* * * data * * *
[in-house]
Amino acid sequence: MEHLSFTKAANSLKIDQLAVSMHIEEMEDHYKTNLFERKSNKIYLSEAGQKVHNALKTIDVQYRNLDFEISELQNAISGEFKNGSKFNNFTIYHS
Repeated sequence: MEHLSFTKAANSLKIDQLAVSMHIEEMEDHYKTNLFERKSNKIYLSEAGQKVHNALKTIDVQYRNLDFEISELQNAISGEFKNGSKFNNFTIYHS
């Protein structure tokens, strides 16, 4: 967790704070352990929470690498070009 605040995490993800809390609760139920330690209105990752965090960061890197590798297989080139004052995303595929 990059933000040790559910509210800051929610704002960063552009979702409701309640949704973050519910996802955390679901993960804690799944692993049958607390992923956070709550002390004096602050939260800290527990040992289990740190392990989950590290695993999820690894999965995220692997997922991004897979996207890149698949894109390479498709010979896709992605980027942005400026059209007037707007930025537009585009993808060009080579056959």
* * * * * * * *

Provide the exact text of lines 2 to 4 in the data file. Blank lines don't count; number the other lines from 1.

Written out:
Amino acid sequence: MEHLSFTKAANSLKIDQLAVSMHIEEMEDHYKTNLFERKSNKIYLSEAGQKVHNALKTIDVQYRNLDFEISELQNAISGEFKNGSKFNNFTIYHS
Repeated sequence: MEHLSFTKAANSLKIDQLAVSMHIEEMEDHYKTNLFERKSNKIYLSEAGQKVHNALKTIDVQYRNLDFEISELQNAISGEFKNGSKFNNFTIYHS
């Protein structure tokens, strides 16, 4: 967790704070352990929470690498070009 605040995490993800809390609760139920330690209105990752965090960061890197590798297989080139004052995303595929 990059933000040790559910509210800051929610704002960063552009979702409701309640949704973050519910996802955390679901993960804690799944692993049958607390992923956070709550002390004096602050939260800290527990040992289990740190392990989950590290695993999820690894999965995220692997997922991004897979996207890149698949894109390479498709010979896709992605980027942005400026059209007037707007930025537009585009993808060009080579056959």